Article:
Beautiful family in South Steens
I just returned from 5 days in Burns, Oregon, and while I was there, the BLM finally released their Decision Record for the Mare Sterilization Experiments that they are planning to do at the Short Term Holding Corrals in Hines, Oregon.
Here it is:
They had been sitting on this decision and not releasing it to the public for at least a month, no doubt since it is spectacularly unpopular with the American public. Despite thousands of emailed and mailed comments sent to the BLM in opposition to the plan, as well as thousands more emails and phone calls to Oregon State University, who will be supervising and overseeing the cruel and barbaric experiments, the BLM has tuned a deaf ear and plans to go forward with this, the first in a series of sterilizations for our wild horses. 225 wild mares will be sterilized using three different procedures.
You might ask why. It is because sterilization is the keystone in the BLM’s long term goal of completely eradicating our wild horses from our public lands. Despite hysterical claims of Congressmen and BLM while pushing for approval of the 2017 Appropriations Bill, there is no overpopulation of wild horses and burros on our public lands. In fact, in the vast majority of wild horse herds there are not even enough adult members to ensure genetic viability – 150 minimum according to the leading geneticist for wild horses, Dr. Gus Cothren.
Why am I opposed to this sterilization study of wild mares? First of all, our wild horses do not belong in holding corrals, nor should they be experimented upon like lab rats.
Second, 100 mares in this study are going to be in various stages of pregnancy. The outdated, dangerous and barbaric procedure of ovierectomy via colpotomy will be used by veterinarian Leon Pielstick, and using this method which is NOT used any more because there are much better, safer and more humane methods available. The mares in the early stages of pregnancy are likely to absorb their foals, while those in the later stages may abort their foals. Then there is serious risk of infection given that they are doing the procedures at the Hines Short Term Holding Facility which is anything but a sterile environment, and there is risk of evisceration, hemorrhaging, colic and death. Despite extremely compelling letters from respected equine veterinarians against using this procedure, this will go forward.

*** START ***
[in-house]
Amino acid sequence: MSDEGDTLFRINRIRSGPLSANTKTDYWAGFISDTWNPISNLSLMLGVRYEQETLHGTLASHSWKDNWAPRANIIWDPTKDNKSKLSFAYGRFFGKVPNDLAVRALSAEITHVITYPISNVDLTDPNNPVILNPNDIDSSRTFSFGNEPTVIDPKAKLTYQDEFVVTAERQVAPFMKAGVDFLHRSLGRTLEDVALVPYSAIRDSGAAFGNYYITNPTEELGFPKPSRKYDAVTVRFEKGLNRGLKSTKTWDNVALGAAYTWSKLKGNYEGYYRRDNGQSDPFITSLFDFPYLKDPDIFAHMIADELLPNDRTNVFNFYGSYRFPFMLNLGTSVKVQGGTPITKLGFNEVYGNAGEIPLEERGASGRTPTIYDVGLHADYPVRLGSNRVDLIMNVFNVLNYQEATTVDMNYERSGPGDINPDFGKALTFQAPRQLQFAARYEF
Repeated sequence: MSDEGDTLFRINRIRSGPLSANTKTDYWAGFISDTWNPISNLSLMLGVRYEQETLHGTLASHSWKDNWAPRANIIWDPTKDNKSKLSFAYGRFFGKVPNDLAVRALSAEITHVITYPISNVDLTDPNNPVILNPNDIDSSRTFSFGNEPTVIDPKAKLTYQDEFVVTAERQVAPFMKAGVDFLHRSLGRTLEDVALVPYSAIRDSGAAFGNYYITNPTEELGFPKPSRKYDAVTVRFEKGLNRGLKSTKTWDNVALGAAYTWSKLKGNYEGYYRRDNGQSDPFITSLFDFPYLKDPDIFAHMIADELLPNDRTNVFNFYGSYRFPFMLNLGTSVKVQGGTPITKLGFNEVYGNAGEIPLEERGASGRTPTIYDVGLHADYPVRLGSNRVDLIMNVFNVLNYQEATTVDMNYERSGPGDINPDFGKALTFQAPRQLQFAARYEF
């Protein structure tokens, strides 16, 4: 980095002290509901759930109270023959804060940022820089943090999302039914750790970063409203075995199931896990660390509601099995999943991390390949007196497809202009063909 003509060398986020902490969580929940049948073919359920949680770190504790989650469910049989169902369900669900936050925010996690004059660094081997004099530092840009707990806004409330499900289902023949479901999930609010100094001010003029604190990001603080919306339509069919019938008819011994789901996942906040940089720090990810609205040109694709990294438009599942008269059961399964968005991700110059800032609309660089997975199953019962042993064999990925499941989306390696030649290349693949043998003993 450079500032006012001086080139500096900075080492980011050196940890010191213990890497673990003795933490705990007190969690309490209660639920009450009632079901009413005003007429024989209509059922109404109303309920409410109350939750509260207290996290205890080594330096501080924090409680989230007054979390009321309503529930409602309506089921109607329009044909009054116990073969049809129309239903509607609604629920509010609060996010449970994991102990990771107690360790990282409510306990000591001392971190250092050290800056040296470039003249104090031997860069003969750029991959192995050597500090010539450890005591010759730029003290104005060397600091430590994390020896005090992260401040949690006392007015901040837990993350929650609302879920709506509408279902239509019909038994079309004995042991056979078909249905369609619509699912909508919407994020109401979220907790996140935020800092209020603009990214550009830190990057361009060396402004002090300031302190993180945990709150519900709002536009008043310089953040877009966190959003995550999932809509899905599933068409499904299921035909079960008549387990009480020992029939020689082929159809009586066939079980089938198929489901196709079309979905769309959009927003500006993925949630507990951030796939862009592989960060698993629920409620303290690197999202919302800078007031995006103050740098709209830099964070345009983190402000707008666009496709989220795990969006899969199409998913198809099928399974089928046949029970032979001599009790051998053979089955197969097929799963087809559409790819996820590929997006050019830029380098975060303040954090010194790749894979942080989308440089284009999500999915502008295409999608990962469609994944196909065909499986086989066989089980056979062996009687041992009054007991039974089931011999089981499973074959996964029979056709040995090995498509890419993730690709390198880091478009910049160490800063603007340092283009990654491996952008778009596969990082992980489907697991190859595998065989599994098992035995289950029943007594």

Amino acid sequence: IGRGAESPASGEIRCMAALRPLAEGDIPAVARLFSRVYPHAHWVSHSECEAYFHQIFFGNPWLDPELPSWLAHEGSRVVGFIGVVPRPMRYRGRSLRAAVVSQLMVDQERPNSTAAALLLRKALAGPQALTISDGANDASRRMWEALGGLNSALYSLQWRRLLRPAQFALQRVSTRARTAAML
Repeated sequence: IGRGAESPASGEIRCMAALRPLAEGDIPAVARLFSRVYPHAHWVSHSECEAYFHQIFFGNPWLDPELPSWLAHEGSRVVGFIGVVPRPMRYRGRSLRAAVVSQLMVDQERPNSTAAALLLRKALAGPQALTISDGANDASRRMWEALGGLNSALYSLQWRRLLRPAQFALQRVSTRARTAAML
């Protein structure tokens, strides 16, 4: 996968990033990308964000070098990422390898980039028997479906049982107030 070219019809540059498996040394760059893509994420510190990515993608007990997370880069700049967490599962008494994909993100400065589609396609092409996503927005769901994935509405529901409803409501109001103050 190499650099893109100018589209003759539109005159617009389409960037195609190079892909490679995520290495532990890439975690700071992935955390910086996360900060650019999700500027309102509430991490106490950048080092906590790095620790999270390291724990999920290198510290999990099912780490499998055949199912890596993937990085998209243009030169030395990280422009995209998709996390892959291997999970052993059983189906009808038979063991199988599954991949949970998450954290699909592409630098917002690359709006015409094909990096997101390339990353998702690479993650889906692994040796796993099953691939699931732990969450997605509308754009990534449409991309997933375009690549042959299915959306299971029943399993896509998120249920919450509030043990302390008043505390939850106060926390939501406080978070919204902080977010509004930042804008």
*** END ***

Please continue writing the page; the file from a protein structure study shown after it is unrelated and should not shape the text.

Wild mares have never been touched by humans. Even coming close to the fence at the Hines corrals scared these mares. Can you imagine how terrified and panicked these wild mares will be, forced into this squeeze chute, restrained, tranquilized, and being operated upon? Many mares will simply die of fright.
Another very disturbing aspect of this experimentation is the sterilization of foals. They plan to sterilize fillies over 8 months old – they only have to weigh 250 pounds, and they will do laser ablation. Torture of foals who in the wild would still be nursing their mothers is absolutely outrageous. In the wild, fillies don’t usually leave their families until 1 1/2 years old to or 3 years old, once they reach esterus.
Mare and foal in South Steens
Where will these mares come from? Currently at the Hines facility there are 400 wild mares and fillies who were rounded up from the Beaty Butte HMA in November, 2015. But most of the mares have already foaled so they need “fresh mares” that are still pregnant. We were told that 100 more mares will be taken from two upcoming Oregon roundups in the fall at both the Three Fingers Herd Management Area, which will be rounded up by helicopter, and mares from the South Steens Herd which will be bait trapped.
Mare and foal in South Steens
Peacefully grazing in the early morning in South Steens
Will these two South Steens Fillies be in the experiment?
Visiting the South Steens Herd for the first time, I was charmed by these gorgeous, healthy horses whose families were large and who seemed to be very peaceful in close proximity to each other. I tried not to think about what was going to happen to some of these spectacular horses in the herd that is a favorite to many, in a few short months. The horses would be losing their homes, their families, and some will end up being experimented upon and possibly dying. It was also hard to imagine that the wild horses are overpopulating the area given that I counted over 300 head of cattle in the same area, courtesy of the Roaring Springs Ranch.
READ THE REST OF THIS ARTICLE HERE.